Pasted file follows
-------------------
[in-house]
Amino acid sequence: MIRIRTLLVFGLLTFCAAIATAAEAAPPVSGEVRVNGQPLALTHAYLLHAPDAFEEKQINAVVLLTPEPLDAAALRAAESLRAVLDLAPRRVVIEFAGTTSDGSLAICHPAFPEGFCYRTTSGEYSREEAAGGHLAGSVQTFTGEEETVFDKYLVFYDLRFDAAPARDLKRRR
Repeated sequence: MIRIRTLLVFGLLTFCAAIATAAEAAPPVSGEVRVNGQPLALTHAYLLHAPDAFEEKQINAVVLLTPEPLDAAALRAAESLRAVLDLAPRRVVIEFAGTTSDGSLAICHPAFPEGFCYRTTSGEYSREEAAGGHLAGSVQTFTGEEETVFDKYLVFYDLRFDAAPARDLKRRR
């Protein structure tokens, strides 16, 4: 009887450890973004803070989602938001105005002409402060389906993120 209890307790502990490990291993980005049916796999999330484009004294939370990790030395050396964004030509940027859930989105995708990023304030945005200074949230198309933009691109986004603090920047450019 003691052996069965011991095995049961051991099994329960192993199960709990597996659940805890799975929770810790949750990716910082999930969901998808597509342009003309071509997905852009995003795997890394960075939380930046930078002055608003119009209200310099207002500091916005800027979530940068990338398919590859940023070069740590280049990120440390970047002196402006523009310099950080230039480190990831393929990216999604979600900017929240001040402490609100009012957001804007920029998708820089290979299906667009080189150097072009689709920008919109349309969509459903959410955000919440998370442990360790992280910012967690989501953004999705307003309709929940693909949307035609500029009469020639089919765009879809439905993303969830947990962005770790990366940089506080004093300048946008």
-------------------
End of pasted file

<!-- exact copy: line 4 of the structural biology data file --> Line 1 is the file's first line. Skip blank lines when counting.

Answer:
């Protein structure tokens, strides 16, 4: 009887450890973004803070989602938001105005002409402060389906993120 209890307790502990490990291993980005049916796999999330484009004294939370990790030395050396964004030509940027859930989105995708990023304030945005200074949230198309933009691109986004603090920047450019 003691052996069965011991095995049961051991099994329960192993199960709990597996659940805890799975929770810790949750990716910082999930969901998808597509342009003309071509997905852009995003795997890394960075939380930046930078002055608003119009209200310099207002500091916005800027979530940068990338398919590859940023070069740590280049990120440390970047002196402006523009310099950080230039480190990831393929990216999604979600900017929240001040402490609100009012957001804007920029998708820089290979299906667009080189150097072009689709920008919109349309969509459903959410955000919440998370442990360790992280910012967690989501953004999705307003309709929940693909949307035609500029009469020639089919765009879809439905993303969830947990962005770790990366940089506080004093300048946008």